Of course, there are a lot more cases covered that feature extreme sex, violence, drugs, and psychos. But it is not like you don’t have cases where someone is murdered, or attempts to murder, someone for straightforward reasons, using straightforward methods. Or theft. Or counterfeiting. Or fraud.

    The chick who.was treasurer of Dixon, Il. and embezzling millions of dollars to run her horse farm? Who got discovered when the mayor got inquisitive while she was on vacation? Cozy in real life.

    1. Or the doctor who had two girlfriends, one a paramedic and one a nurse. He started poisoning the paramedic’s iced tea with poison provided by the nurse. So the fire department figured it out, and this bunch of firefighters put surveillance webcams in the paramedic’s kitchen, and then hid in the back bedroom to do a citizen’s arrest on the doctor, once they got the footage.

      1. There’s a lot of stories out there, of ordinary people doing what might seem to others extraordinary things. But I think they’re only considered ‘extraordinary’ because of the good that is done, versus the evil that is somehow ‘expected’ these days.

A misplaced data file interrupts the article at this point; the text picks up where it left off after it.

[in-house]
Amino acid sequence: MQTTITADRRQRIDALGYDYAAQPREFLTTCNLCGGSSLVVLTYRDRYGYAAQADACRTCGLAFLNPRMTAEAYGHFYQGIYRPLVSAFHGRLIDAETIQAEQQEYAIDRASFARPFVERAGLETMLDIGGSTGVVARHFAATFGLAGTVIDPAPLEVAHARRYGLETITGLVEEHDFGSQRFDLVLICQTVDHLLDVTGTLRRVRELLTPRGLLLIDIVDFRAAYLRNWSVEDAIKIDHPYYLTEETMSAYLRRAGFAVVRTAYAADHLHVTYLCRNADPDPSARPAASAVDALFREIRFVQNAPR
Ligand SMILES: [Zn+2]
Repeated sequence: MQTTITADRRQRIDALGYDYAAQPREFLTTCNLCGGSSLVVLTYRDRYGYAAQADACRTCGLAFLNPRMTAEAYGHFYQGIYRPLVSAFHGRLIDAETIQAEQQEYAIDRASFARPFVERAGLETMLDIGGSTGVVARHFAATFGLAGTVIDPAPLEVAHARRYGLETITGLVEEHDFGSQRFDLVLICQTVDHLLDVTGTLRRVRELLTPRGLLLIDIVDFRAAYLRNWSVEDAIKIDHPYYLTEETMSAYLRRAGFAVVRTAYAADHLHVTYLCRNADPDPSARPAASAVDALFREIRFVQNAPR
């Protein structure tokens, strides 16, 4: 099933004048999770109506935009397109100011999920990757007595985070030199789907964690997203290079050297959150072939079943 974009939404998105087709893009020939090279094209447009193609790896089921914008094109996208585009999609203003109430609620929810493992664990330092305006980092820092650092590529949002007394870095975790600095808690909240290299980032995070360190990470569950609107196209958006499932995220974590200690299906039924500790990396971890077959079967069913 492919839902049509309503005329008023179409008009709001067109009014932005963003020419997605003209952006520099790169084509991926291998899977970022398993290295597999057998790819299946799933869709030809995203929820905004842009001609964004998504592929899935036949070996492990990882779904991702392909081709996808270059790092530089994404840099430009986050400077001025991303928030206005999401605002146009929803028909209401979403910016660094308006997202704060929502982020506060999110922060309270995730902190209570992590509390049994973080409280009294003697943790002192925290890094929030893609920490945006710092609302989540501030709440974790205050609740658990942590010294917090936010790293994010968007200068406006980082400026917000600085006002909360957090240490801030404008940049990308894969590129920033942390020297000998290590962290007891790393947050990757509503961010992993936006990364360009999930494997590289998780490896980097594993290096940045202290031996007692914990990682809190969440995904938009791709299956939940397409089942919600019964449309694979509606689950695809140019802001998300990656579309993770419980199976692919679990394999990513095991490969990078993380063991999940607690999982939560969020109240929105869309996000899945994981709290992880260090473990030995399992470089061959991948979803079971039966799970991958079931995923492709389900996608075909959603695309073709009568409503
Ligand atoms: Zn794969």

1. Probably because they imply that sometimes amateurs can do things that “trained professionals” can’t/won’t. You know, like write, edit, and publish books? And it’s harder to shoe-horn the Cause Of The Week™ into a cozy plot.

        Catty? Who, meeeeeow?

  2. One of the covers at the Amazon link (at least for me) has a photographed cat on a drawn background. It looks horrible.

    I’m not a big fan of the all/very cartoon ones; they signal Young Adult to me, but that could be because I’m old. South Park and The Simpsons were never my favorites.

    The first one goes well with the title, since the woman and cat are both paused. I like the last one – especially the door – but she looks a bit more interrupted or startled than paused.

    I’m going to have to start working on this. You created more and better for this blog post than I’ve ever done.